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Cybersecurity Awareness Month: Tips On Practicing Basic Cyber Hygiene

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In our first article to kick off Cybersecurity Awareness Month, we will discuss some steps businesses can take to improve their cyber hygiene.  Over the past few years, some of the largest and well-known companies have been affected by data breaches resulting in millions of dollars in losses.  Smaller businesses are not immune from data breaches, and even a small data breach impacting only a few thousand records can expose a business to significant losses and reputational damage that may have a devastating impact on its ability to function.  Various attack methods can be used against businesses to obtain sensitive data or access funds through fraud.  Some common attack methods are compromised credentials, social engineering attacks such as phishing, vishing, and smishing, business email compromise scams, ransomware, and vulnerabilities in third-party software.  While no business can expect to be 100% safe, here are some basic practices businesses can implement to improve their cyber hygiene.

1. Keep Software Updated

  • Keep all software, including applications, web browsers, firmware, and operating systems up to date by installing updates regularly or consider implementing automatic updates
  • Discontinue and remove any software that is no longer supported

2. Use Strong Passwords/Passphrases

  • Longer is more secure: consider the longest password allowable or consider using a group of words to create a passphrase that is long and memorable
  • Consider using a password manager
  • Use separate passwords/phrases for separate accounts
  • Never reuse passwords and require password changes on a regular basis
  • Limit the number of allowable unsuccessful login attempts

3. Use Multi-factor Authentication

  • Using strong passwords or passphrases alone are not enough and using multi-factor authentication provides a more secure method of authorizing access such as through a temporary code provided on a smartphone or a token

4. Encrypt Devices

  • This includes laptops, tablets, smartphones, removable media that contain sensitive personal information, and data backups

5. Backup Files

  • Utilize data backups. Multiple backups that are separate from your internal network such as through the cloud and/or on external drives or other media are more secure if your network is compromised by ransomware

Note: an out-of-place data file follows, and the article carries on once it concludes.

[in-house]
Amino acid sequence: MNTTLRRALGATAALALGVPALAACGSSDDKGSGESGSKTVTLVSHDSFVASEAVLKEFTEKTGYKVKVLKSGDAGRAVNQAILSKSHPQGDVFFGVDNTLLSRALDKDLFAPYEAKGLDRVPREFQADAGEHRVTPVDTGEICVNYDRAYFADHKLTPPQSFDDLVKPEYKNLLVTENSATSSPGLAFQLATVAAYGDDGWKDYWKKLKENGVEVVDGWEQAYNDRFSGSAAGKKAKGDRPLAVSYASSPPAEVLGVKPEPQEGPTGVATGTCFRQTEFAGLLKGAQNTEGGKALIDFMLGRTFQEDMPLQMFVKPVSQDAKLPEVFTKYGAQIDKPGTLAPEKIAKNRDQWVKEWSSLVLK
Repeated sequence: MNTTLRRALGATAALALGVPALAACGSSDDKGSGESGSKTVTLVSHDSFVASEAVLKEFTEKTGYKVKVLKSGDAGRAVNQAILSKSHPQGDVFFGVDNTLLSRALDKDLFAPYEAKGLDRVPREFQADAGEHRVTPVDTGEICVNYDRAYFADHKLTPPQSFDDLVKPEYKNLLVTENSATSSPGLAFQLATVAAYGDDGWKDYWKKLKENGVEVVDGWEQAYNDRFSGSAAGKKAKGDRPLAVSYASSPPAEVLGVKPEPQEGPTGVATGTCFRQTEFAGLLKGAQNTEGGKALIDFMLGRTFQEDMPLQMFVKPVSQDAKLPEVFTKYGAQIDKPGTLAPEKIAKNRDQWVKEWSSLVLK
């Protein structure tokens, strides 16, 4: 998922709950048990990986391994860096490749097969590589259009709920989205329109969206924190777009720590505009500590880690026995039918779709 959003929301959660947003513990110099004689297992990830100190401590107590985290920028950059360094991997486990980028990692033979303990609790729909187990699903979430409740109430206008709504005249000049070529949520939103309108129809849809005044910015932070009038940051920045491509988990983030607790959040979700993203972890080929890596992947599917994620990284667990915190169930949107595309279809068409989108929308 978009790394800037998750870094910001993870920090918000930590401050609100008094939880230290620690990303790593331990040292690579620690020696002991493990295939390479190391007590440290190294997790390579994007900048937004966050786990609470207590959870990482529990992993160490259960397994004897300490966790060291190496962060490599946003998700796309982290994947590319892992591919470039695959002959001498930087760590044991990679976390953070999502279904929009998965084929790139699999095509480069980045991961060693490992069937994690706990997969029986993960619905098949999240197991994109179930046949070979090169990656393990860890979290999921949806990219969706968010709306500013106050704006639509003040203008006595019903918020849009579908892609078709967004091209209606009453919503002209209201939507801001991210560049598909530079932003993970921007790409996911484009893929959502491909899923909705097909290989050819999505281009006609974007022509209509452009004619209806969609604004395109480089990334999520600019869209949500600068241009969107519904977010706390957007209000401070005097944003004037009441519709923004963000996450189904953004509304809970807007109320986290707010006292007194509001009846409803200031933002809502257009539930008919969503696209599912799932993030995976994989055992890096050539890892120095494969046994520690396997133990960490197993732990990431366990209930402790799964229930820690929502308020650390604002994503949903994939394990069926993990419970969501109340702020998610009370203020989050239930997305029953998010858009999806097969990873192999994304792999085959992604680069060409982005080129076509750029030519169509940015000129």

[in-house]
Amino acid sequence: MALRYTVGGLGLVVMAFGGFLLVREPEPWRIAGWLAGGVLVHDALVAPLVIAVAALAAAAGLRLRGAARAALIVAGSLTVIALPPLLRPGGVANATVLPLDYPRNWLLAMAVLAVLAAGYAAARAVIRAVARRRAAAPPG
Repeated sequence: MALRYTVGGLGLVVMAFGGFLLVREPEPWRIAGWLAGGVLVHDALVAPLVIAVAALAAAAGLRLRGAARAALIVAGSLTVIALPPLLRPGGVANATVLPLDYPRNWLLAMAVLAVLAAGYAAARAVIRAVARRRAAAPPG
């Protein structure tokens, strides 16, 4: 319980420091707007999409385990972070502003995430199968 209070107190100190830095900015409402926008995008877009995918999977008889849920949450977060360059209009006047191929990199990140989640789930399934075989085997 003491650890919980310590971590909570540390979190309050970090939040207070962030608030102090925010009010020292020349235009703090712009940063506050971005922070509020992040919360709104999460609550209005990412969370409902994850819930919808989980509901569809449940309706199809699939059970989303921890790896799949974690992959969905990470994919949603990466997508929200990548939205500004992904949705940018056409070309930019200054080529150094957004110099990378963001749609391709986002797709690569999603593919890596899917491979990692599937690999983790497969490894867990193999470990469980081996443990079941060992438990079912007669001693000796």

6. Secure Wireless Networks

  • Change router default name and password and turn off remote management
  • Use at least WPA3 encryption
  • Limit remote access to the network using a virtual private network (VPN)
  • Do not use open wireless networks
  • Utilize up to date firewalls and anti-virus software

7. Be Suspicious of Unexpected Emails, Phone Calls, and Text Messages

  • Social engineering attacks can come from a variety of sources
  • When in doubt, do not click on suspicious links, attachments, or give out personal information over the phone

8. Limit Who Has Access to Sensitive Data By Implementing Least Privilege Access

  • Determine who requires access to sensitive information and limit access to the lowest level necessary and only to those who require access to perform job functions
  • Implement physical security protocols to protect sensitive data. These may include monitoring access to facilities, ensuring visitors are escorted and ensuring that employees who are no longer employed by the business no longer have access to facilities and systems.

9. Data Destruction

  • As part of a data retention policy, require sensitive data that is no longer needed or required by policy or applicable law to be destroyed in a secure manner

10. Develop an Information Security/Breach Response and Notification Plan

  • The worst time to develop an information security/breach response/notification plan is after a breach has already occurred and the plan should include not only the steps to take immediately after a breach is discovered but a process for any required notifications
  • Include other policies such as a social media/bring your own device (BYOD) policy to define when and how employees may access these devices, social media, and personal email

11. Business Continuity/Disaster Recovery Plan

  • Any information security plan should include continuity of operations and a disaster recovery plan.
  • If a breach or other event impacting the availability of information systems occurs, your business must have the ability to be able to have access to the information you need to continue operating.

12. Continuous Review

  • Once developed, policies should be reviewed and updated at least annually, or more frequently, to ensure they are up to date and accurately reflect your business’s operating model and technical environment.

13. Training

  • Have a regular training program to educate your employees on cyber risk
  • Awareness of cyber risks is part of an overall risk mitigation strategy and creates a culture of good cyber hygiene

Be sure to return to our website throughout October for additional information and resources to raise your business’s cybersecurity awareness and to help prepare for and respond to cyber-attacks.  Contact us for more information.

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